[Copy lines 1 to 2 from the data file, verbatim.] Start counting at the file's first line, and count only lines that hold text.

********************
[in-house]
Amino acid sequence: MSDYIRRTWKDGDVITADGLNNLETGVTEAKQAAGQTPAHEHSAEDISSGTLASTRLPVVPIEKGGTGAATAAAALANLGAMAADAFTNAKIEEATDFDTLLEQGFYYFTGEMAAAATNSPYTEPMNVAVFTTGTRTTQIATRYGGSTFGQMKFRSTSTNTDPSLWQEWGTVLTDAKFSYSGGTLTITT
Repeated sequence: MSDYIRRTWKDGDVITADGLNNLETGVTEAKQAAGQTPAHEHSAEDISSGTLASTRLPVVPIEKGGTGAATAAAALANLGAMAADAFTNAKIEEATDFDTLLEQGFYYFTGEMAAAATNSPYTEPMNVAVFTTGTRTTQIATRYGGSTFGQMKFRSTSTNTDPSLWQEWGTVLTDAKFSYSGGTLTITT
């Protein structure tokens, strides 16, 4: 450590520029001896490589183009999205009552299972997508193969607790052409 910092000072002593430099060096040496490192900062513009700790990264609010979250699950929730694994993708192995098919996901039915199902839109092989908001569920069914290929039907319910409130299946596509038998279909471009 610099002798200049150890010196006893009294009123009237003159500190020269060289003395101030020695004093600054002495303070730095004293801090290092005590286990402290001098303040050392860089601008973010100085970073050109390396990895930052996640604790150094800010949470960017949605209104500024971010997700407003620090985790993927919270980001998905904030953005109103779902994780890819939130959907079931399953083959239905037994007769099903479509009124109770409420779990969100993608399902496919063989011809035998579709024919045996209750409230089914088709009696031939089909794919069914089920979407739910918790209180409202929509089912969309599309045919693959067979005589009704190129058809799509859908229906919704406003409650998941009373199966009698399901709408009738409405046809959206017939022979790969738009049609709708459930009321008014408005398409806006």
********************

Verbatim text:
[in-house]
Amino acid sequence: MSDYIRRTWKDGDVITADGLNNLETGVTEAKQAAGQTPAHEHSAEDISSGTLASTRLPVVPIEKGGTGAATAAAALANLGAMAADAFTNAKIEEATDFDTLLEQGFYYFTGEMAAAATNSPYTEPMNVAVFTTGTRTTQIATRYGGSTFGQMKFRSTSTNTDPSLWQEWGTVLTDAKFSYSGGTLTITT